Your life is always moving at a crazy fast pace. So fast in fact, that it’s probably rare when you have a moment alone to sit and reflect on your life.

Being alone gives you the perfect opportunity for a little self reflection. Since you aren’t spending so much time processing the thoughts and feelings of others, it’s the best time to turn your focus inwards.

Solitude provides the perfect environment for reflection.

3. You’ll get in touch with your own emotions.

Again, when you’re surrounded by other people all the time, you’re constantly trying to read, and cater to, the other persons’s emotions. So much so, that you could end up losing touch with your own.

When you start to enjoy being alone, you’ll gain a greater perspective for your own emotions. You’ll create a deeper understanding of what makes you happy, what upsets you, and what saddens you.

With that knowledge, it’s then easier to regulate your emotions. But it all starts with understanding how you feel, and that comes from a little bit of solitude.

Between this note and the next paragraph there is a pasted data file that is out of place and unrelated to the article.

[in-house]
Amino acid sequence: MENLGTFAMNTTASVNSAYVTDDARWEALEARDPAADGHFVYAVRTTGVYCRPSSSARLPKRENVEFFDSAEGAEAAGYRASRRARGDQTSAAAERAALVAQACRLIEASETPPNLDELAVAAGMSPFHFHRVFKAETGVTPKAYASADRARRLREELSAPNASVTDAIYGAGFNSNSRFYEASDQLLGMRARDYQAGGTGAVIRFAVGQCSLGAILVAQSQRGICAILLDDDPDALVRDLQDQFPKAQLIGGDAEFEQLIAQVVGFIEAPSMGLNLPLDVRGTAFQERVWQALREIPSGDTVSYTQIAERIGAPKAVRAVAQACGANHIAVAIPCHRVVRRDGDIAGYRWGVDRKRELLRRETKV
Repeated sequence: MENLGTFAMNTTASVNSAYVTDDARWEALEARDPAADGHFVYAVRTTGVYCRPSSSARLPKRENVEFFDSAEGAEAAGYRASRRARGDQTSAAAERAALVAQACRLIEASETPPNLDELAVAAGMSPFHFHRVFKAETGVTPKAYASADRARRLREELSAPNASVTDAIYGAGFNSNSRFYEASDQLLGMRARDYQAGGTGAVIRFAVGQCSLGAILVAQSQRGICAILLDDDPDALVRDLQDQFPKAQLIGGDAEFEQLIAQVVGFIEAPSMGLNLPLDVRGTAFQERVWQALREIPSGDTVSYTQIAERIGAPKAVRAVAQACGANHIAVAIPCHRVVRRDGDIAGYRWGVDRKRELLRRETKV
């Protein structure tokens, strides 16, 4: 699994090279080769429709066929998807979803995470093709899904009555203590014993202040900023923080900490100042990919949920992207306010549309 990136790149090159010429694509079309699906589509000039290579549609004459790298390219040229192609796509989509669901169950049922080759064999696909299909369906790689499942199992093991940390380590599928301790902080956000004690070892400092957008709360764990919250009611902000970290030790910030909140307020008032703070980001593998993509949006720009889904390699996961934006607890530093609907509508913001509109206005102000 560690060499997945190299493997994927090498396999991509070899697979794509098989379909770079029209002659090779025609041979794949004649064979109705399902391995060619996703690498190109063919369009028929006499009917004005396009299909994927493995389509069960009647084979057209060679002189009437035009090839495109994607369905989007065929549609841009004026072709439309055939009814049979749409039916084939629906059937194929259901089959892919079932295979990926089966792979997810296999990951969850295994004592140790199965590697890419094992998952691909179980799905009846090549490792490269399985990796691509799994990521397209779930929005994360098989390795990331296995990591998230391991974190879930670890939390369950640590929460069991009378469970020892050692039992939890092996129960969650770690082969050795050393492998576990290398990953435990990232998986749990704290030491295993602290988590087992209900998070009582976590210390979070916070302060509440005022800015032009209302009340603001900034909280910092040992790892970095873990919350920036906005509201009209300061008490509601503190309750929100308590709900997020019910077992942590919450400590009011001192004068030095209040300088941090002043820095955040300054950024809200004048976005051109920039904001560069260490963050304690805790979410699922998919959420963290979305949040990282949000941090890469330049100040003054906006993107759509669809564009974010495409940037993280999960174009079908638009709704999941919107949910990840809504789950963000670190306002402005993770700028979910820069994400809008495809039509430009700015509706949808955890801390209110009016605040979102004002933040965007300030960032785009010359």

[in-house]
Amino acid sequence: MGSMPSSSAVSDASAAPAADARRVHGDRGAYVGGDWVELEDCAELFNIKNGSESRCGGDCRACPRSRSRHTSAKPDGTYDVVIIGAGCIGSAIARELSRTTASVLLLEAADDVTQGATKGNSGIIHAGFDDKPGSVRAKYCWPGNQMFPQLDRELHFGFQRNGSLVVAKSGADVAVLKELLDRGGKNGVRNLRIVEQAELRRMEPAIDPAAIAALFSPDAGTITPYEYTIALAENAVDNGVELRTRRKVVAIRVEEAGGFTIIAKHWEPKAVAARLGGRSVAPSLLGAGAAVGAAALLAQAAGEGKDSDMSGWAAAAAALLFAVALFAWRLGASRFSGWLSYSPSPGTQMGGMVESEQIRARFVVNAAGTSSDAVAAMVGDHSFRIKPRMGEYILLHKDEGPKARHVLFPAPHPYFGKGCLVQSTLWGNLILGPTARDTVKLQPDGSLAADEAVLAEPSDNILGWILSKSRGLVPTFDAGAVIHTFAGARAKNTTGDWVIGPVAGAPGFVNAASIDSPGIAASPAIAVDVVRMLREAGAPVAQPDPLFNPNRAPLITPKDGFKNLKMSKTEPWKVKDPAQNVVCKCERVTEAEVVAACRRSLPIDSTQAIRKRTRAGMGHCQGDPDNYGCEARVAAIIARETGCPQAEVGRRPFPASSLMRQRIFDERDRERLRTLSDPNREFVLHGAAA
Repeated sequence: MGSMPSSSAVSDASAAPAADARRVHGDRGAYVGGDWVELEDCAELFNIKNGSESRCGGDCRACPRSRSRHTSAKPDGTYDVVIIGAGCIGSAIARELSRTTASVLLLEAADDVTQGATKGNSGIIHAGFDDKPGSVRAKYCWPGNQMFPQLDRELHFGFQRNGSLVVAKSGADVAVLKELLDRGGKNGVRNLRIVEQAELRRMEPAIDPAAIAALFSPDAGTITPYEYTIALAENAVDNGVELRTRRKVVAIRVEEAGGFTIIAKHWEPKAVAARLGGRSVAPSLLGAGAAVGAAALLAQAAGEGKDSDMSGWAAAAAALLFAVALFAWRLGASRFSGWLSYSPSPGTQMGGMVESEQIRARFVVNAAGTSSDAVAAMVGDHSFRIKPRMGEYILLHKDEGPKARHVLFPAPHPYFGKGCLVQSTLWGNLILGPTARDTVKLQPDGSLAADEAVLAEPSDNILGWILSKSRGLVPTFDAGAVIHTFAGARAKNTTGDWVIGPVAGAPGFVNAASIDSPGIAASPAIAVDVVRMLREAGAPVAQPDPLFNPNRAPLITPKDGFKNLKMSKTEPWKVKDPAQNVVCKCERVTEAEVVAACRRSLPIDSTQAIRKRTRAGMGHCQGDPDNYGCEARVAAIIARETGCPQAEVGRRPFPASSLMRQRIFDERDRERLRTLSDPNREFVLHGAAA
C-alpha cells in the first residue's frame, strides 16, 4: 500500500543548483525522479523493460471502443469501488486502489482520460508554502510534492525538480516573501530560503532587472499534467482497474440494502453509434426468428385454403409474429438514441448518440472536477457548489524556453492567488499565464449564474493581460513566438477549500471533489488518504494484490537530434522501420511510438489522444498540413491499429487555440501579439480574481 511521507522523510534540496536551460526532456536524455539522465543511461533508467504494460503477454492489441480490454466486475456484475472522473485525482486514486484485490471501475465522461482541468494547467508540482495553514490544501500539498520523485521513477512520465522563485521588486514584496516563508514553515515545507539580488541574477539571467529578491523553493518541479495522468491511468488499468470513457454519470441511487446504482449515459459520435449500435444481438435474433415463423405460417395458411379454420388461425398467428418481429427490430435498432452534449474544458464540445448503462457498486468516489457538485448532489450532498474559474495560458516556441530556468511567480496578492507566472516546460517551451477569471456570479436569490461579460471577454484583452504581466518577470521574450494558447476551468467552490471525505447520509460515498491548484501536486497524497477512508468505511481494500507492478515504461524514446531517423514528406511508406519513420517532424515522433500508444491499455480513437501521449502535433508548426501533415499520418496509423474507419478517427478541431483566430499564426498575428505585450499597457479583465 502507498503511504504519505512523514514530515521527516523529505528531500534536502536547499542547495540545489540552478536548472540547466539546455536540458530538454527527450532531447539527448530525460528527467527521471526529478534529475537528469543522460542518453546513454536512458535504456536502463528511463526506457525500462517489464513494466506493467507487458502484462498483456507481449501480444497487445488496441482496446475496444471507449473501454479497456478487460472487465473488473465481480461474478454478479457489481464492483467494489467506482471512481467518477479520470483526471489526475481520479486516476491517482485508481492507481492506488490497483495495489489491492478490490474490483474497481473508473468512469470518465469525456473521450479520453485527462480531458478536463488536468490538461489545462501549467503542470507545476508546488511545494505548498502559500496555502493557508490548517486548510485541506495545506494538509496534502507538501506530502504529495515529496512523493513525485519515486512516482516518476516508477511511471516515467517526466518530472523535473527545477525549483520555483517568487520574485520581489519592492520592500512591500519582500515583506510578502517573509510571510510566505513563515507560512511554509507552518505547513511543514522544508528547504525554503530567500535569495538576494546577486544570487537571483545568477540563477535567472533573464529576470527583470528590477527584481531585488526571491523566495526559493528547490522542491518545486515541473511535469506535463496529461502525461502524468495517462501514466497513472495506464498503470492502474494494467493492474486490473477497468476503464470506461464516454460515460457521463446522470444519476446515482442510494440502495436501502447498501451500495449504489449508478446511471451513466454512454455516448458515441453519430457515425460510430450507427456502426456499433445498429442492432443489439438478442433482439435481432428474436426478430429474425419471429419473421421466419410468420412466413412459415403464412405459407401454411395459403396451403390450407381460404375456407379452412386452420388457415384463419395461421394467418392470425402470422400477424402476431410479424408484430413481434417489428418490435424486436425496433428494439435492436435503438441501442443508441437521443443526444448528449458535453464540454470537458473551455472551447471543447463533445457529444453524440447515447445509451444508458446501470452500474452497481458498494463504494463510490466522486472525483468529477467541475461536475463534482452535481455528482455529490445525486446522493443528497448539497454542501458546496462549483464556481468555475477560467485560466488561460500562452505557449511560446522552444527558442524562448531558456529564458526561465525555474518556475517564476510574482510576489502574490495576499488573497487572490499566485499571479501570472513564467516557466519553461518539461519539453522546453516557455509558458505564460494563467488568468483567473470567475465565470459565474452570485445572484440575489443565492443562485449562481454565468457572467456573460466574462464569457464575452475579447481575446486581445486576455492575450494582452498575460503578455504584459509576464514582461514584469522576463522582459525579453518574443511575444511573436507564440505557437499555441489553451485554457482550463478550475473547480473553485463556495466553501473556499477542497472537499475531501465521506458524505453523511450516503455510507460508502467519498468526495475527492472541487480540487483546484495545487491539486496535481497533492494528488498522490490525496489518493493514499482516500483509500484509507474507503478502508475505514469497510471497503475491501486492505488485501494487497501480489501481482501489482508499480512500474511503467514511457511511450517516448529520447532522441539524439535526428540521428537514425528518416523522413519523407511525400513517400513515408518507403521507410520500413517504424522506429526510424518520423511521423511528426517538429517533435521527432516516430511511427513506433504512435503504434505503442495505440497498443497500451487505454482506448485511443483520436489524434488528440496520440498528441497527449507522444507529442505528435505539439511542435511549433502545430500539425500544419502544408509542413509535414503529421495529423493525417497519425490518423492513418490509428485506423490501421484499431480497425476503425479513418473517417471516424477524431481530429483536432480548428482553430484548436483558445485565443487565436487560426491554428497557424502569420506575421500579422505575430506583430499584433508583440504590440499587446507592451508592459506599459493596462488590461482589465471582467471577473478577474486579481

4. You’ll start doing things you actually enjoy.

When you’re constantly in the company of other people, you’re always making compromises in order to find solutions that the entire group can enjoy. And unfortunately, the things you want most, may not always line up with what the group wants.

So it’s easy to enjoy being alone once you realize that doing so gives you more freedom to do the things you actually want to do.

5. You’ll become more productive.

Being in the company of other people can be fun and entertaining, but it can also seriously affect your productivity. There are times when the company of other people acts as nothing more than a distraction from getting your work done.

Time spent alone can be some of the most productive time in your life—mostly because there are less distractions, and you can just put your head down and get to work.

6. You’ll enjoy your relationships even more.

When you spend time alone on a regular basis, and eventually start to enjoy being alone, you’ll come to find that you also enjoy your relationships with other people even more.

And that’s because the time spent alone gives you a greater appreciation for yourself.

But it also let’s you appreciate all the great things that come from your relationships with other people, most of which you were oblivious to before.